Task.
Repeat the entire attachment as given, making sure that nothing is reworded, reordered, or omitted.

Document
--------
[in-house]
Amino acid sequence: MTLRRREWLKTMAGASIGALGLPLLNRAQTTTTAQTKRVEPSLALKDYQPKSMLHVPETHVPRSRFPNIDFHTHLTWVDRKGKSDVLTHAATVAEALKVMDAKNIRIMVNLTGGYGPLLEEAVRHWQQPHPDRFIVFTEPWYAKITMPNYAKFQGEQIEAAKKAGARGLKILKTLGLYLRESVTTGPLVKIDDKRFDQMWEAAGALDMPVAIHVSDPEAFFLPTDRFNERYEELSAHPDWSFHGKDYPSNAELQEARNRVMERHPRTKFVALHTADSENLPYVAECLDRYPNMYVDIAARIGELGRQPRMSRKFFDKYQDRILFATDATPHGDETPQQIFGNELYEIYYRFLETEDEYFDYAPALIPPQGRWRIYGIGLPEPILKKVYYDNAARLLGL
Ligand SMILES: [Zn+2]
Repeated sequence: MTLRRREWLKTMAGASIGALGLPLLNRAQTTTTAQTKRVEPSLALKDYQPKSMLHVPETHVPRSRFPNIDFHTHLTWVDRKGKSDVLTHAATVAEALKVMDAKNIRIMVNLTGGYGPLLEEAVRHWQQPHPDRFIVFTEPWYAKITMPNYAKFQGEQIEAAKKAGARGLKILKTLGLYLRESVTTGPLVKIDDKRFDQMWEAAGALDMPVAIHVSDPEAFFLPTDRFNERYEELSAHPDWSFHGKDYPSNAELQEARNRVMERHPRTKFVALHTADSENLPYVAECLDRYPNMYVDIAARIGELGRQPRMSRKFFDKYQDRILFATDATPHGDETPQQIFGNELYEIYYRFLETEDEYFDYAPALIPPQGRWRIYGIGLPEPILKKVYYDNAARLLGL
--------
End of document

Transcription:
[in-house]
Amino acid sequence: MTLRRREWLKTMAGASIGALGLPLLNRAQTTTTAQTKRVEPSLALKDYQPKSMLHVPETHVPRSRFPNIDFHTHLTWVDRKGKSDVLTHAATVAEALKVMDAKNIRIMVNLTGGYGPLLEEAVRHWQQPHPDRFIVFTEPWYAKITMPNYAKFQGEQIEAAKKAGARGLKILKTLGLYLRESVTTGPLVKIDDKRFDQMWEAAGALDMPVAIHVSDPEAFFLPTDRFNERYEELSAHPDWSFHGKDYPSNAELQEARNRVMERHPRTKFVALHTADSENLPYVAECLDRYPNMYVDIAARIGELGRQPRMSRKFFDKYQDRILFATDATPHGDETPQQIFGNELYEIYYRFLETEDEYFDYAPALIPPQGRWRIYGIGLPEPILKKVYYDNAARLLGL
Ligand SMILES: [Zn+2]
Repeated sequence: MTLRRREWLKTMAGASIGALGLPLLNRAQTTTTAQTKRVEPSLALKDYQPKSMLHVPETHVPRSRFPNIDFHTHLTWVDRKGKSDVLTHAATVAEALKVMDAKNIRIMVNLTGGYGPLLEEAVRHWQQPHPDRFIVFTEPWYAKITMPNYAKFQGEQIEAAKKAGARGLKILKTLGLYLRESVTTGPLVKIDDKRFDQMWEAAGALDMPVAIHVSDPEAFFLPTDRFNERYEELSAHPDWSFHGKDYPSNAELQEARNRVMERHPRTKFVALHTADSENLPYVAECLDRYPNMYVDIAARIGELGRQPRMSRKFFDKYQDRILFATDATPHGDETPQQIFGNELYEIYYRFLETEDEYFDYAPALIPPQGRWRIYGIGLPEPILKKVYYDNAARLLGL